However, many medications are known to aggravate tinnitus symptoms. Therefore, as in all cases, seek the advice of your medical doctor before considering this suggestion.

Your Position Can Affect Tinnitus

Your orientation might worsen some forms of tinnitus. That seems to be accurate with pulsating tinnitus, which people say gets worse when they lie down. That can be a nuisance when trying to fall asleep.

If you notice your tinnitus is more like a pulsating kind, it may be caused by blood vessels making pulsating sounds or by muscle movements. Lying down can make this worse because the blood pressure in the head increases in that position.

What to Do About It

If this is your experience, you should get checked by a cardiologist since you could have plaque buildup in your blood vessels.3

Noise Can Worsen Tinnitus Levels

Noise might not be the only cause of tinnitus. It’s possible that it can be health-related with some individuals, such as earwax blockage, ear bone changes, and age-related hearing loss.4

My tinnitus gets worse when I hear a loud noise. And I think exposure to loud noises is what brought on my tinnitus, to begin with.

What to Do About It

Once you have tinnitus, any loud noise can make it worse. For that reason, avoid going to music concerts, restaurants that have a band, and any other event where music is played loud. Remember, you need to take care of yourself and not let it get worse.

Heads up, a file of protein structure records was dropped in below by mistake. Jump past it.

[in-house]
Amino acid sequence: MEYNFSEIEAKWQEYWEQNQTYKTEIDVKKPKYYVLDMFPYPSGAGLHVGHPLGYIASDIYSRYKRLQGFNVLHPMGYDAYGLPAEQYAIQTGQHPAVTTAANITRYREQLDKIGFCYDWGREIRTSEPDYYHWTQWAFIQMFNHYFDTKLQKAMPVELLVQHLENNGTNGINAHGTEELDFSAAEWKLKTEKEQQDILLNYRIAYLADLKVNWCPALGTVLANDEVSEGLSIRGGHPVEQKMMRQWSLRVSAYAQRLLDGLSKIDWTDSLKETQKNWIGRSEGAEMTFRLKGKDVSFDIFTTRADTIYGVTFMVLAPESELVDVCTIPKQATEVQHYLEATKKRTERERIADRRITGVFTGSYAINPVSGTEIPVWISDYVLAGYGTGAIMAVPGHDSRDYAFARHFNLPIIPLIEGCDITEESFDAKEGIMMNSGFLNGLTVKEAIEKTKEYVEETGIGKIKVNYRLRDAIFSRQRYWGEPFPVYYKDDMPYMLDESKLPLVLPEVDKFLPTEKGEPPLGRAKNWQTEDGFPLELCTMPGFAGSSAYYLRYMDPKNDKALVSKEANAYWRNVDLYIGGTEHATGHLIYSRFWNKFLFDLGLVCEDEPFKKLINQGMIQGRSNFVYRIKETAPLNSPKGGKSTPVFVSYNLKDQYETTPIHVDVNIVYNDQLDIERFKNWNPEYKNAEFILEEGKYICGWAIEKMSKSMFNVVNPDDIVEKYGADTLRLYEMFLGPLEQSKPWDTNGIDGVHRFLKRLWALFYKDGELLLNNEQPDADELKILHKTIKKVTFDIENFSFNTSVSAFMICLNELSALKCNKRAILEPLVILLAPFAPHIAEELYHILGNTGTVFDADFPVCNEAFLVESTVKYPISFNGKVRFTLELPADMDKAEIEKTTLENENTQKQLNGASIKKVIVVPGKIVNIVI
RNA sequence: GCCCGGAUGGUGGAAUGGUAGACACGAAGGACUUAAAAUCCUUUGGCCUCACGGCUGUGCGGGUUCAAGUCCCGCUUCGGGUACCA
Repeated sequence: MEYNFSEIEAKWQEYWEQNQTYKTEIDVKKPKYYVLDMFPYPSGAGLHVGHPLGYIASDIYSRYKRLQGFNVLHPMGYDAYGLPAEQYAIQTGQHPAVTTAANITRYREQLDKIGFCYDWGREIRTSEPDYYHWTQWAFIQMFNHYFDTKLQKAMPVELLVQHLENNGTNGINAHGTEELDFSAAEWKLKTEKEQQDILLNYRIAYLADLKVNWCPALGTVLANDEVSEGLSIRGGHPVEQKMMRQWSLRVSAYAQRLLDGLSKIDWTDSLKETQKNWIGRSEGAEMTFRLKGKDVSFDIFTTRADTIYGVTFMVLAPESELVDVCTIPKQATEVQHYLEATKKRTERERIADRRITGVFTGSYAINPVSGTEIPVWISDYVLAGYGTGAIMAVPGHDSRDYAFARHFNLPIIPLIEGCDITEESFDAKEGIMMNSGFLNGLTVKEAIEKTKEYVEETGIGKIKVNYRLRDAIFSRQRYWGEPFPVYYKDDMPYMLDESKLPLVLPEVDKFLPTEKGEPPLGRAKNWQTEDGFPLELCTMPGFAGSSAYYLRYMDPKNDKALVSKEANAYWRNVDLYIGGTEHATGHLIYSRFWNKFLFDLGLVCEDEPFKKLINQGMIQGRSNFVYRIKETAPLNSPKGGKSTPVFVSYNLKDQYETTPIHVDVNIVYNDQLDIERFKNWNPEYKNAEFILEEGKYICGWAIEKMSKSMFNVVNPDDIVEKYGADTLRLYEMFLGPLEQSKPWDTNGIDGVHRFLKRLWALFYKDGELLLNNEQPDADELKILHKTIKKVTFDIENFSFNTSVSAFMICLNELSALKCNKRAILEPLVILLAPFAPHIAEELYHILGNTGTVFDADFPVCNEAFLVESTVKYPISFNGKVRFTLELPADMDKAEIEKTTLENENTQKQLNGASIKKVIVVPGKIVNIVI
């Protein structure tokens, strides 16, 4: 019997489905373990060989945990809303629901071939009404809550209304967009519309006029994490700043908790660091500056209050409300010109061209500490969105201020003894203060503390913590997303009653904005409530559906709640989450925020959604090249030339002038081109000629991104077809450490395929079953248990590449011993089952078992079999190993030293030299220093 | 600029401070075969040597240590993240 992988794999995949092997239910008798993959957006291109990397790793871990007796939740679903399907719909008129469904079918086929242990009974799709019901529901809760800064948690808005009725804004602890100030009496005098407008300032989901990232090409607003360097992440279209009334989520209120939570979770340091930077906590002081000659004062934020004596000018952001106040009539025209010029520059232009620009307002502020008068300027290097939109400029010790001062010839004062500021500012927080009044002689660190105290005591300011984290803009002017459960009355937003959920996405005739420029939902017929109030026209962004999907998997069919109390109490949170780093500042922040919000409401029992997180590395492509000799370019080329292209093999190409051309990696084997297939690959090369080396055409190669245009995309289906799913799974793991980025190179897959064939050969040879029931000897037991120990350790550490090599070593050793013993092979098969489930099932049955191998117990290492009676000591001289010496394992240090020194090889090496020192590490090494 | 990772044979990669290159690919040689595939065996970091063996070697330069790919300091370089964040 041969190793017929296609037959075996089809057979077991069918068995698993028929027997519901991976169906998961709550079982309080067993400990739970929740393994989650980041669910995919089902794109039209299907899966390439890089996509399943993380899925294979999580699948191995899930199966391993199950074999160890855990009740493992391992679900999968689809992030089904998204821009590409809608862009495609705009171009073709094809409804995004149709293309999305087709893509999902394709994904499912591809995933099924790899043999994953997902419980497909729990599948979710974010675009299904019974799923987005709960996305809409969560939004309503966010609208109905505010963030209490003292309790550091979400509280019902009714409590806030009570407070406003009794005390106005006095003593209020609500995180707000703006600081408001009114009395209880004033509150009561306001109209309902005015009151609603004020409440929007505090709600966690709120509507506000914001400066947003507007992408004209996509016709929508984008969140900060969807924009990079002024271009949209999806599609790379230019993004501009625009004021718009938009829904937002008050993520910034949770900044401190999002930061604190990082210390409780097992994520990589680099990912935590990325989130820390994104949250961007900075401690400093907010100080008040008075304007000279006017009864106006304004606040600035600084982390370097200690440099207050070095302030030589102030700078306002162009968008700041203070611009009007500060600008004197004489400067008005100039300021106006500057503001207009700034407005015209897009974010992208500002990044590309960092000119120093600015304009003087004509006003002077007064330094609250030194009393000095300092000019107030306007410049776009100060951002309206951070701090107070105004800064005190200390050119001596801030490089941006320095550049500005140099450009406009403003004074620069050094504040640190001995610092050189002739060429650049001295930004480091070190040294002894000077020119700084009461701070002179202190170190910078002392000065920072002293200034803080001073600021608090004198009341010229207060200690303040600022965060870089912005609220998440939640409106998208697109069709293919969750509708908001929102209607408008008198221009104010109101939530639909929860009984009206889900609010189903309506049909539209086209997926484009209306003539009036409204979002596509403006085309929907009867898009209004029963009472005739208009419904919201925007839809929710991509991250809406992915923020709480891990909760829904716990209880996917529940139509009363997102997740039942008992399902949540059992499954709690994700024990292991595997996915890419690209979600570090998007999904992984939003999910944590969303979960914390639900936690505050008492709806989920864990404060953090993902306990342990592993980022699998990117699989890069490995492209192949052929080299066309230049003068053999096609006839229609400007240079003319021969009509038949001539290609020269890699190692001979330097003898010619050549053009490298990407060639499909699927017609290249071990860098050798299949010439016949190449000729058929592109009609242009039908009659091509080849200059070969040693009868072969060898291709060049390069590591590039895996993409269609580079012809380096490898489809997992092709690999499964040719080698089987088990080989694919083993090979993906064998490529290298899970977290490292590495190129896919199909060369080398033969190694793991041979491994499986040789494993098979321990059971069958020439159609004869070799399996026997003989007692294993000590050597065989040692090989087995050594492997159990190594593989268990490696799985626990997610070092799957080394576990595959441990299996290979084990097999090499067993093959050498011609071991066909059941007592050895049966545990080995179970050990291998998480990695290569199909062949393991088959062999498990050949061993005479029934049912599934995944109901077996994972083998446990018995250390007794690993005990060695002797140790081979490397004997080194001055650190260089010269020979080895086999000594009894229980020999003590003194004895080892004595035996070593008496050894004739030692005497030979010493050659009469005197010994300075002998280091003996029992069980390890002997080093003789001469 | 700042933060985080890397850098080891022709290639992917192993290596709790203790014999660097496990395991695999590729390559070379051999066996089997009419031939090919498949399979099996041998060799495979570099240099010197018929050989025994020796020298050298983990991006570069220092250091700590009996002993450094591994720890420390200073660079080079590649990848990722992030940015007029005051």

Stress Is a Strong Trigger for Tinnitus

It's common among tinnitus sufferers to have the level of its loudness change from time to time. I am aware that my tinnitus gets better at times and worse at other times.

The most common cause of it getting louder for me is when I feel stressed over something. Anything related to stress, such as annoyance and even anger, can be a trigger.

What to Do About It

Try giving some attention to the situations in your life that make your tinnitus worse. Watch to see if you notice a pattern. If you do, try to avoid those situations that bring on these emotions that influence your tinnitus.

I discuss this in more detail in another article: "Living With Tinnitus: How I Cope With It and What Worked for Me."

Keep a Log of Your Activities to Compare Results

I know the work involved with keeping a log could be a nuisance, but it's worth the effort. It’s helpful to discover what activities you are doing that affect your tinnitus.

Try keeping a log of what you’re doing each day and how you feel.

  1. Keep a record of the foods you are eating. Some foods might be causing it to get worse. I found too much coffee makes it worse, but everyone is different.
  2. Also, include your stress level in your log. As I mentioned, stress is the most leading cause of my loudness. That might be true for you too.
  3. On days when you're feeling much better and hardly noticing your tinnitus, make a note of that in your log and write down what you did that day. It could be a clue to help avoid your tinnitus in the future. For example, I found I never notice my tinnitus when I go hiking.